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Public Statements

Federal Agriculture Reform and Risk Management Act of 2013

Floor Speech

By:
Date:
Location: Washington, DC

BREAK IN TRANSCRIPT

Ms. BROWN of Florida. Thank you, Mr. Speaker.

This is a sad day in the House of Representatives. I want you to know that this is the people's House, and to separate the farm bill from the elderly, from the children is a shame.

Mitt Romney was right. You do not care about the 47 percent. Shame on you.

[Begin Insert]

Mr. Speaker, I rise today in opposition to this bill. By stripping out the nutrition portion of this legislation, the Republican Majority is showing their disdain for those people who are struggling to make ends meet, and trying to put good nutritious food on the table for their children.

This Republican Leadership is the most partisan in the history of the House. By taking bipartisan legislation like the Farm Bill, which helps all Americans, they have made it a divisive issue.

Mitt Romney was right--you don't care about the 47 percent of Americans who depend on the government for the basic necessities of life--food and shelter.

The FARRM Bill needs to have all the sections included to genuinely affect all aspects of food production. From those who eat to those who produce. The family farmer produces the food for our table. The recipient of government funding spends all of that funding on food. Nothing is saved for later.

Farm bills represent a delicate balance between America's farm, nutrition, conservation, and other priorities, and accordingly require strong bipartisan support. It is vital for a broad coalition of lawmakers from both sides of the aisle to provide certainty for urban and rural America, the environment and our economy in general.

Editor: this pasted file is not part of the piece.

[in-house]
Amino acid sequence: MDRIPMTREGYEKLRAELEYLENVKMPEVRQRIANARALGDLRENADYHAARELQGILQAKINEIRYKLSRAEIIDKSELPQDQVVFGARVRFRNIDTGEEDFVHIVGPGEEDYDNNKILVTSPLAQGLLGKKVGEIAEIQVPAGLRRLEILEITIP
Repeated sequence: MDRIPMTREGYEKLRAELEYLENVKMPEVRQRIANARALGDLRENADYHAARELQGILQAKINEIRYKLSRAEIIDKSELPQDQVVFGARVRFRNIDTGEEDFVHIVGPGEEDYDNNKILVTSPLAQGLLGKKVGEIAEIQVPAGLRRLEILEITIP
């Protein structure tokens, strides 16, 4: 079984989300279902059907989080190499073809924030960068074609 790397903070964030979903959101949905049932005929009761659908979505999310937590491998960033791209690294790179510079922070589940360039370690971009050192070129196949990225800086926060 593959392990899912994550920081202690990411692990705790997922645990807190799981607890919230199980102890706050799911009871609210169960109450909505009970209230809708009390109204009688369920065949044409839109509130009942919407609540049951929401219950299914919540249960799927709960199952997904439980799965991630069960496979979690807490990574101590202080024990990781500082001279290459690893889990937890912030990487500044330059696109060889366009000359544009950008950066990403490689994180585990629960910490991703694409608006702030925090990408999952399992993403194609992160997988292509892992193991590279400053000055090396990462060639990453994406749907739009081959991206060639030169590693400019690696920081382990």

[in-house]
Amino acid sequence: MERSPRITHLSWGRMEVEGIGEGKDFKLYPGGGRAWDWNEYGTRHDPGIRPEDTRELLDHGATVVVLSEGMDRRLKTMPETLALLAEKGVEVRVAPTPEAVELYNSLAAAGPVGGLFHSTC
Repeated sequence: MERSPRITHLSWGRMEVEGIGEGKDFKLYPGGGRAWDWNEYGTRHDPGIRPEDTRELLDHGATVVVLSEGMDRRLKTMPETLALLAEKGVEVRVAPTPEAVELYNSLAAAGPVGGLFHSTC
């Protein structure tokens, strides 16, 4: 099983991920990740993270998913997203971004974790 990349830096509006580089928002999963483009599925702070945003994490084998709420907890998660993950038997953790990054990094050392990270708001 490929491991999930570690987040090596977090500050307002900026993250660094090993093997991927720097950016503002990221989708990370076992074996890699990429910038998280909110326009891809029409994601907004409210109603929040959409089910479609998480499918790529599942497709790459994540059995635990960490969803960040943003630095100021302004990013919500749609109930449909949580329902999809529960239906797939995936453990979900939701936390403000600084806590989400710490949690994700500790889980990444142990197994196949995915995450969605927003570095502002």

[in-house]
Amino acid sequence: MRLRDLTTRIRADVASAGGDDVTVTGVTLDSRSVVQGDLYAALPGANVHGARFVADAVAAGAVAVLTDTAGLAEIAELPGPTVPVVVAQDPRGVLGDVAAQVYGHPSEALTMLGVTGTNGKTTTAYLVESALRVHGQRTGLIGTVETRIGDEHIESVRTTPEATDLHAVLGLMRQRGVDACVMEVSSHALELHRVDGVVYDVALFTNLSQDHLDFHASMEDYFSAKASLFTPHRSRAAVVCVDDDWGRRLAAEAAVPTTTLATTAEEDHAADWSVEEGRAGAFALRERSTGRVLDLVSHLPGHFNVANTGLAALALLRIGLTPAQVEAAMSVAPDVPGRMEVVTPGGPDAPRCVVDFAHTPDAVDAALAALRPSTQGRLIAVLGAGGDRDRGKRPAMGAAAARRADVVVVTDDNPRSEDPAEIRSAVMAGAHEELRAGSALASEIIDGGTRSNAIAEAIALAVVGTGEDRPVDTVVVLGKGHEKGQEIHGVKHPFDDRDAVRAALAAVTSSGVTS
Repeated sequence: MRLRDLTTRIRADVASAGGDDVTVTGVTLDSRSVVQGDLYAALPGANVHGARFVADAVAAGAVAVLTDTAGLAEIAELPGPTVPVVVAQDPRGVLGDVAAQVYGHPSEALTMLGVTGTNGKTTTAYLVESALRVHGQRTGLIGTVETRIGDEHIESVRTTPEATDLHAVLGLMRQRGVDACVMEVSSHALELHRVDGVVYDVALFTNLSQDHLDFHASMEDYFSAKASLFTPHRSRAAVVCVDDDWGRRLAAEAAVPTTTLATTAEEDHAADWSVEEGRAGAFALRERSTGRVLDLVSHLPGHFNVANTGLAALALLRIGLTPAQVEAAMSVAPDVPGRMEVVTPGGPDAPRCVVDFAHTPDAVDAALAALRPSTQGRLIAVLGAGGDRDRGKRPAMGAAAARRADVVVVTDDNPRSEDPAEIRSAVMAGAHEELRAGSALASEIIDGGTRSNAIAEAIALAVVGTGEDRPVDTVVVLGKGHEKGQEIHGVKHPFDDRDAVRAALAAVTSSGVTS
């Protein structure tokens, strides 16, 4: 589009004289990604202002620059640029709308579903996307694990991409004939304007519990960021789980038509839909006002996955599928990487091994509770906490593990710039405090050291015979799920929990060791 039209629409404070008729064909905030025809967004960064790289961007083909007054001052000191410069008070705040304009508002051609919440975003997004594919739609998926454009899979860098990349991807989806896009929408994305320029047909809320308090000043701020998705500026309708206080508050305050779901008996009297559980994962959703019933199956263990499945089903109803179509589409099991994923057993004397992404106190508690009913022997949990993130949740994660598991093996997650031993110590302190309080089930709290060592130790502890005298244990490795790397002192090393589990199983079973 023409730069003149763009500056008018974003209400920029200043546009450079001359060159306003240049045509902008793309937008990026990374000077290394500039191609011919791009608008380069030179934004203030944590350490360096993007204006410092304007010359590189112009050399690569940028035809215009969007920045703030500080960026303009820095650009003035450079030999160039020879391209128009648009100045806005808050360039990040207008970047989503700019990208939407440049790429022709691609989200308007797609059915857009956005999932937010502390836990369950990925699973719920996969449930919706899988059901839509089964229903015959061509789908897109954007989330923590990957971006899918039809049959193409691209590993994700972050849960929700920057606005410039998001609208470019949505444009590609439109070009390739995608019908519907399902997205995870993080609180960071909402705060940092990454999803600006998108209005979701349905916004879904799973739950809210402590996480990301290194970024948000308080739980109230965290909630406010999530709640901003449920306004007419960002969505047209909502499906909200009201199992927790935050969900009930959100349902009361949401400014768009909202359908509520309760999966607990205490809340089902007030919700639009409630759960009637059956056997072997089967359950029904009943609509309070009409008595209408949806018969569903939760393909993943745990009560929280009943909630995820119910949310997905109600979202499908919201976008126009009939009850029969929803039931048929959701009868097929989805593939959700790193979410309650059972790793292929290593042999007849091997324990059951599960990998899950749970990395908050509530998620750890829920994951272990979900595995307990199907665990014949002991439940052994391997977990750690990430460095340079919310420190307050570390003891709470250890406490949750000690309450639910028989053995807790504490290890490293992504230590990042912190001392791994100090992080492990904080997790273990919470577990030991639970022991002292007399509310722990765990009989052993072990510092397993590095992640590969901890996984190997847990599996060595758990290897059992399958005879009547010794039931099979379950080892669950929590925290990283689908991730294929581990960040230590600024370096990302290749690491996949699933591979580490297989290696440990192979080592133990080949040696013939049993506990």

Splitting the nutrition title from the rest of the bill could result in neither farm nor nutrition programs passing.

I urge the leadership of the House of Representatives to move a unified farm bill forward.

[End Insert]

BREAK IN TRANSCRIPT

Ms. BROWN of Florida. Mr. Speaker, I rise today in opposition to this bill. By stripping out the nutrition portion of this legislation, the Republican Majority is showing their disdain for those people who are struggling to make ends meet, and trying to put good nutritious food on the table for their children.

This Republican Leadership is the most partisan in the history of the House. By taking bipartisan legislation like the Farm Bill, which helps all Americans, they have made it a divisive issue.

Mitt Romney was right--you don't care about the 47 percent of Americans who depend on the government for the basic necessities of life--food and shelter.

The FARRM Bill needs to have all the sections included to genuinely affect all aspects of food production. From those who eat to those who produce. The family farmer produces the food for our table. The recipient of government funding spends all of that funding on food. Nothing is saved for later.

Farm bills represent a delicate balance between America's farm, nutrition, conservation, and other priorities, and accordingly require strong bipartisan support. It is vital for a broad coalition of lawmakers from both sides of the aisle to provide certainty for urban and rural America, the environment and our economy in general.

The Supplemental Nutrition Assistance Program, or SNAP as it's called, protects over 46 million Americans who are at risk of going without sufficient food. Nearly half of those are children.

The nutrition title of the FARRM bill includes SNAP. It includes the Nutrition Education and Obesity Prevention Grant Program to help people learn to eat healthier. Community Food Projects is a grant program for eligible nonprofit organizations, in order to improve community access to food. The Emergency Food Assistance Program, Commodity Supplemental Food Program, Child Nutrition Programs, Farm-to-School Programs, Senior Farmers' Market Nutrition Program and the Fresh Fruit and Vegetable Program are all programs that both help low income consumers and the farmers that produce what we put on our table.

Splitting the nutrition title from the rest of the bill could result in neither farm nor nutrition programs passing.

I urge the leadership of the House of Representatives to move a unified farm bill forward.

BREAK IN TRANSCRIPT


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